The Value of Acupuncture in Cancer Care


My background in science and my work in the medical industry and in Cancer hospitals has trained me to always turn to evidence-based research for my work. I continue with this premise working as a licensed acupuncturist, I strongly believe that in order to integrate acupuncture and other Complementary therapies into conventional medical practice successfully it is critical to develop scientific, evidence-based knowledge of through basic and clinical research.

This is especially true for me when working with cancer patients. So it is encouraging to see a sharp increase in acupuncture research in the field of oncology in the past thirty years, especially since the 1997 NIH consensus conference on acupuncture. This trend is reflected in the number of acupuncture research articles published, most of these are available on-line. For example, PubMed published 1428 articles specific to acupuncture in oncology.

The research studies suggest acupuncture can be helpful in managing cancer-related pain, hemotherapy-related neutropenia, cancer fatigue, and radiation-induced xerostomia. Using acupuncture for hot flashes in breast cancer patients is another active area of clinical study. Studies show the severity of the hot flashes can be significantly reduced with treatments. Patients may also experience chronic severe functional constipation (CSFC) as a side effect of cancer treatments. A study published online Sept. 12, 2016, by Annals of Internal Medicine, suggests that electroacupuncture may be a treatment option for people with CSFC.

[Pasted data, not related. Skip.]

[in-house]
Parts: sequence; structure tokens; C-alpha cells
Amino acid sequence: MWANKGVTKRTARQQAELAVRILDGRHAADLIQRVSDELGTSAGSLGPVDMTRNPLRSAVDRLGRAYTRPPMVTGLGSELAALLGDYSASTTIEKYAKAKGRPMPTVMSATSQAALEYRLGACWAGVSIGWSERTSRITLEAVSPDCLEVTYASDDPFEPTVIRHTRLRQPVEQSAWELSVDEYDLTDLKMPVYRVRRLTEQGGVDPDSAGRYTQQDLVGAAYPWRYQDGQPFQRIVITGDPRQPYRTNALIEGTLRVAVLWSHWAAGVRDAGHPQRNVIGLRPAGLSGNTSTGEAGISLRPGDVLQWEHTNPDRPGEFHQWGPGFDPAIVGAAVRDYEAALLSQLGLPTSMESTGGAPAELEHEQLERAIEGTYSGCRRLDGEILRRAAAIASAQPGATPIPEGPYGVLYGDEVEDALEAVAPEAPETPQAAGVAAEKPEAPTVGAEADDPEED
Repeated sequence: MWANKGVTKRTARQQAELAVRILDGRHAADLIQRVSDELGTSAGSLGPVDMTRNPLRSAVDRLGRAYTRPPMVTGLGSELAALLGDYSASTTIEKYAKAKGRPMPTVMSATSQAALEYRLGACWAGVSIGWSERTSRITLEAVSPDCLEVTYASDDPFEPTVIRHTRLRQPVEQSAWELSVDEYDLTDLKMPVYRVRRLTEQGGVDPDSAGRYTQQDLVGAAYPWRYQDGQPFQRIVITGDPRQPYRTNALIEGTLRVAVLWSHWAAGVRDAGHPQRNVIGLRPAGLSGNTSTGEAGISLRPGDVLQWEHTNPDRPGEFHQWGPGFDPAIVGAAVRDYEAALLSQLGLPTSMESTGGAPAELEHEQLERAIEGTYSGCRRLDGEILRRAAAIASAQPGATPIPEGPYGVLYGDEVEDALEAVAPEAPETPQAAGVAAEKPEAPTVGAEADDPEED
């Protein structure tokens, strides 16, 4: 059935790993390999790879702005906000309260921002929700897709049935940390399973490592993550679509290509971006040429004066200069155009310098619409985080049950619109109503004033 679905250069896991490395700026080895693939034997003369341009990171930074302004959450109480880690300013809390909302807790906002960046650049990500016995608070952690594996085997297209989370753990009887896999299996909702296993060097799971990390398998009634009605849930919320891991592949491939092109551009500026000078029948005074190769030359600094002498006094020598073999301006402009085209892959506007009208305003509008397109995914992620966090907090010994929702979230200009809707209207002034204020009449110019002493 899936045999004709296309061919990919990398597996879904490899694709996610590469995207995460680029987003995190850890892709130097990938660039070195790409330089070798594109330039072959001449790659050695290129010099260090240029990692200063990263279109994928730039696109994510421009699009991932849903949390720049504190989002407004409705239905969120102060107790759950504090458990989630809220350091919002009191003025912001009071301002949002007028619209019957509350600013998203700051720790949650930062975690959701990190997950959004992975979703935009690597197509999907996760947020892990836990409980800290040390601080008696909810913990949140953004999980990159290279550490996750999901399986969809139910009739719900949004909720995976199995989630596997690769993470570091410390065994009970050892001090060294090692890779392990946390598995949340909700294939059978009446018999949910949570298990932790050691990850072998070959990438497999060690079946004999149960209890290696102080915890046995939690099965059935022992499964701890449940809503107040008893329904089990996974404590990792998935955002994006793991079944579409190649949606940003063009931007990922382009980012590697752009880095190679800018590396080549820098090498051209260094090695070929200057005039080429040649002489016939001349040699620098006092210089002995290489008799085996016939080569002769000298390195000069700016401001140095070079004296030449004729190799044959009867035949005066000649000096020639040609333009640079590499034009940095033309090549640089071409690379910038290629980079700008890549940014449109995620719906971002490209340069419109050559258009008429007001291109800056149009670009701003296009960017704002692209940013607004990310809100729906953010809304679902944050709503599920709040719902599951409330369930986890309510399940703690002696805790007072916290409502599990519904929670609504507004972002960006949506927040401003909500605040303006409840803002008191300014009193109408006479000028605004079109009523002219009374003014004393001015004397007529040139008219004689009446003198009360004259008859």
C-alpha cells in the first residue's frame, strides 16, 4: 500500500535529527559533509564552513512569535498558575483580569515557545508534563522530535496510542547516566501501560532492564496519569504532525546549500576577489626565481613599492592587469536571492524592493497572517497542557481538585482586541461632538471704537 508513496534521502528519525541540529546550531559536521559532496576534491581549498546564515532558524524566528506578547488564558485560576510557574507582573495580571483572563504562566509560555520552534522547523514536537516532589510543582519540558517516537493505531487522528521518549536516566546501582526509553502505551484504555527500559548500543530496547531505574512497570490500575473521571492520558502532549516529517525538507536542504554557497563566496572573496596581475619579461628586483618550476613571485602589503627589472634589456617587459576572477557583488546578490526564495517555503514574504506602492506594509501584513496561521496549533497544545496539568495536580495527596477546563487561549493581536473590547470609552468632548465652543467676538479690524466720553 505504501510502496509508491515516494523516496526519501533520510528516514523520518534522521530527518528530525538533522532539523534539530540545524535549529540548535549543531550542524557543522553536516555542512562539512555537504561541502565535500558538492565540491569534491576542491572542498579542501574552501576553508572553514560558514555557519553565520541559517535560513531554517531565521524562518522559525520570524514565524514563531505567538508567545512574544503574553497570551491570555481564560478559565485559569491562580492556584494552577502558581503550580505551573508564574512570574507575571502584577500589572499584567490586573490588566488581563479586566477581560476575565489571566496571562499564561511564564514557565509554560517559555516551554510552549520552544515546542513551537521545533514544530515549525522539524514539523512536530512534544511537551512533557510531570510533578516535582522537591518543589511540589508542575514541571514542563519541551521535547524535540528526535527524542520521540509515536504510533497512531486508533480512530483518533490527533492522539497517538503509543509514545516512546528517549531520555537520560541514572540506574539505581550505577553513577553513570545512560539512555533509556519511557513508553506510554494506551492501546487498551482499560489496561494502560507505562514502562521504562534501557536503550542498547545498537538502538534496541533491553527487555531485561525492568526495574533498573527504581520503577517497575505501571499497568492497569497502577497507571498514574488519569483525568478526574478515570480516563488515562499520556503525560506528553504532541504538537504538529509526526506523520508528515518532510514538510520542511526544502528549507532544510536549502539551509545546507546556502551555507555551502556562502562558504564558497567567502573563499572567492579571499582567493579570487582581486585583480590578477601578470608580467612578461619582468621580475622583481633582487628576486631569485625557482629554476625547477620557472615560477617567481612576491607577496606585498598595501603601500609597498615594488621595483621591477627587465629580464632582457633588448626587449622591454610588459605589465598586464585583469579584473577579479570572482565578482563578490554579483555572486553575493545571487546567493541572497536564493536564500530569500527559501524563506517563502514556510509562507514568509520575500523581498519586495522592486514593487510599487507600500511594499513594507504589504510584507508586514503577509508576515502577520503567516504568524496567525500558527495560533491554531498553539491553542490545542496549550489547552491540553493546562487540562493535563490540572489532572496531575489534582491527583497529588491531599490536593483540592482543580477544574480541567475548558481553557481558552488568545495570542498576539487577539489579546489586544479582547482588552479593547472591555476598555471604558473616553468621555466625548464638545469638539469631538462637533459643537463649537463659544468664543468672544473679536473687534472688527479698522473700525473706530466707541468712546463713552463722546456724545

A number of cancer centres in the U.S., including Dana-Farber Cancer Institute (DFCI) in Boston, Memorial Sloan-Kettering Cancer Center in New York, and M.D. Anderson Cancer Center in Houston are integrating acupuncture into cancer care. This trend parallels a broader trend of increasing use of Complementary and Alternative Medicine (CAM) among cancer patients. A recent study from one of these centers, MD Anderson Cancer Center tested acupuncture for cancer symptoms in 375 patients. Patients took a survey before and after the acupuncture treatment. The patients received an average of 3 treatments at the MD Anderson outpatient integrative medicine center. The best results in this trial were on people with hot flashes, fatigue, numbness/tingling and nausea.

Over the next few weeks my blogs will  provide more information about the symptom relief provided by acupuncture and more specific details on  the  research in this area.


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